Spontaneous abortion, or miscarriage, is defined as a clinically recognized pregnancy loss before the 20th week of gestation [1,2]. The World Health Organization (WHO) defines it as expulsion or extraction of an embryo or fetus weighing 500 g or less. The term "fetus" will be used throughout this discussion, although the term "embryo" is the correct term at ≤10 weeks of gestation.
The management of spontaneous abortion, with a focus on the first trimester, is discussed here. The risk factors, clinical manifestations, diagnosis, and classification of spontaneous abortion are discussed separately. (See "Spontaneous abortion: Risk factors, etiology, clinical manifestations, and diagnostic evaluation".)
Preconceptual and prenatal counseling and care are the most important interventions for prevention of spontaneous abortion in women with no prior history of miscarriage. Use of pharmacologic therapy (eg, estrogen, vitamins) has not been found to be effective. Most miscarriages are not preventable, since chromosomal abnormalities account for approximately 50 percent of cases . (See "Spontaneous abortion: Risk factors, etiology, clinical manifestations, and diagnostic evaluation", section on 'Etiology'.)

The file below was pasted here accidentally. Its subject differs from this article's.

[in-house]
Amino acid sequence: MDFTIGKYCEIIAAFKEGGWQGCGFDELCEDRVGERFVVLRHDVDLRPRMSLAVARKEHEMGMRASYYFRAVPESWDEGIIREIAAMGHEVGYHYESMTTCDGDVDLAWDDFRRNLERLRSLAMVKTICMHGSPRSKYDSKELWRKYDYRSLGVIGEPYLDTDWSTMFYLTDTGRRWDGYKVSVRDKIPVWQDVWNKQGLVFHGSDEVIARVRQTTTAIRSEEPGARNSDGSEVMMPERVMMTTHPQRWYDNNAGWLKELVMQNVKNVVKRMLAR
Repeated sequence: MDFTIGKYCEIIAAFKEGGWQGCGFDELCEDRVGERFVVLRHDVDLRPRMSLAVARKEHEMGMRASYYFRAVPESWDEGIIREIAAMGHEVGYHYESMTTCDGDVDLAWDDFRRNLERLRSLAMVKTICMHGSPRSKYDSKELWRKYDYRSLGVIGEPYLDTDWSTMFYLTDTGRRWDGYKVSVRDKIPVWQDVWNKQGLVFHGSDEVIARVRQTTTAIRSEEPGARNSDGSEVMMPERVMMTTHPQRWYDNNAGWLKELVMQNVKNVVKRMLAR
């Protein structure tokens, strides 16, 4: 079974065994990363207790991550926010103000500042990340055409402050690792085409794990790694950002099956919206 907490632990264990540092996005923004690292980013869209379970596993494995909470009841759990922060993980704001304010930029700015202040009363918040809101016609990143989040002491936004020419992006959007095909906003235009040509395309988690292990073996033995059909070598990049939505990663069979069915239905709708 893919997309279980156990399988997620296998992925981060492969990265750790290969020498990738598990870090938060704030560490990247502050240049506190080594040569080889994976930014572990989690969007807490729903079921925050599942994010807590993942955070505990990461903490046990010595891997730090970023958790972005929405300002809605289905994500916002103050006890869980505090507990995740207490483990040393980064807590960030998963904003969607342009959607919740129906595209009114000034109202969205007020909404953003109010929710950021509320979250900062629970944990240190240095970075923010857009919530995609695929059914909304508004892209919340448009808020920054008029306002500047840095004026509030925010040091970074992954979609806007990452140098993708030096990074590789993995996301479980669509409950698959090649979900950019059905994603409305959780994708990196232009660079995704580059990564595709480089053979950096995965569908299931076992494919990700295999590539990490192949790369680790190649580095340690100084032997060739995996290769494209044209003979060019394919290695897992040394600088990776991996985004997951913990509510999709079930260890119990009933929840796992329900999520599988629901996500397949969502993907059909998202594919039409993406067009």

Modifiable etiologies and risk factors for spontaneous abortion include :
●Maternal disease (eg, diabetes, thyroid disease, thrombophilia) – Preconceptual and prenatal care should include routine screening and optimal disease management for conditions that can result in miscarriage or other adverse effects to the fetus or mother during pregnancy.